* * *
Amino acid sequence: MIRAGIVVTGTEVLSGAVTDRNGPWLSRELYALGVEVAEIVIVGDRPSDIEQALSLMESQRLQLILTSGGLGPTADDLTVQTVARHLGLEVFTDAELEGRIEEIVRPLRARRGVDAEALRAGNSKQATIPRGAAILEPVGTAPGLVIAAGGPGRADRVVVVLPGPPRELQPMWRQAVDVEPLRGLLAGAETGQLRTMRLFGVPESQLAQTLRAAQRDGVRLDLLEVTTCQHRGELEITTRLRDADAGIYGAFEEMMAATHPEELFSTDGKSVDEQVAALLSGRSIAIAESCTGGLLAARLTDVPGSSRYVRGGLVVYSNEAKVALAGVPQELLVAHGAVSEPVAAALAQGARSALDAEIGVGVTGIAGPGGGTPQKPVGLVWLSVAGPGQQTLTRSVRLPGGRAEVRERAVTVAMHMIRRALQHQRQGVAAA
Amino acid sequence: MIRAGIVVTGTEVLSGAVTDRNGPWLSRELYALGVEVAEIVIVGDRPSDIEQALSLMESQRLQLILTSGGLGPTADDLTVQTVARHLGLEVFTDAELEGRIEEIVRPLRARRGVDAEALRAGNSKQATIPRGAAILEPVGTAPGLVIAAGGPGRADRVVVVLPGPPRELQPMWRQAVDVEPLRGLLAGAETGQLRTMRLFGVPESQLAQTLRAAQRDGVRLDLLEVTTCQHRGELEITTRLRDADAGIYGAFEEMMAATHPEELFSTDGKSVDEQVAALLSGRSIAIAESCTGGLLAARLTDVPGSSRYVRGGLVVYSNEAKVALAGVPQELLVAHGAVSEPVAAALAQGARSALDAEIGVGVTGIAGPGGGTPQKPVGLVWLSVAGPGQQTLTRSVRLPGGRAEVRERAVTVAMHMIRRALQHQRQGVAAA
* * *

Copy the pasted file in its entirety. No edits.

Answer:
Amino acid sequence: MIRAGIVVTGTEVLSGAVTDRNGPWLSRELYALGVEVAEIVIVGDRPSDIEQALSLMESQRLQLILTSGGLGPTADDLTVQTVARHLGLEVFTDAELEGRIEEIVRPLRARRGVDAEALRAGNSKQATIPRGAAILEPVGTAPGLVIAAGGPGRADRVVVVLPGPPRELQPMWRQAVDVEPLRGLLAGAETGQLRTMRLFGVPESQLAQTLRAAQRDGVRLDLLEVTTCQHRGELEITTRLRDADAGIYGAFEEMMAATHPEELFSTDGKSVDEQVAALLSGRSIAIAESCTGGLLAARLTDVPGSSRYVRGGLVVYSNEAKVALAGVPQELLVAHGAVSEPVAAALAQGARSALDAEIGVGVTGIAGPGGGTPQKPVGLVWLSVAGPGQQTLTRSVRLPGGRAEVRERAVTVAMHMIRRALQHQRQGVAAA
Amino acid sequence: MIRAGIVVTGTEVLSGAVTDRNGPWLSRELYALGVEVAEIVIVGDRPSDIEQALSLMESQRLQLILTSGGLGPTADDLTVQTVARHLGLEVFTDAELEGRIEEIVRPLRARRGVDAEALRAGNSKQATIPRGAAILEPVGTAPGLVIAAGGPGRADRVVVVLPGPPRELQPMWRQAVDVEPLRGLLAGAETGQLRTMRLFGVPESQLAQTLRAAQRDGVRLDLLEVTTCQHRGELEITTRLRDADAGIYGAFEEMMAATHPEELFSTDGKSVDEQVAALLSGRSIAIAESCTGGLLAARLTDVPGSSRYVRGGLVVYSNEAKVALAGVPQELLVAHGAVSEPVAAALAQGARSALDAEIGVGVTGIAGPGGGTPQKPVGLVWLSVAGPGQQTLTRSVRLPGGRAEVRERAVTVAMHMIRRALQHQRQGVAAA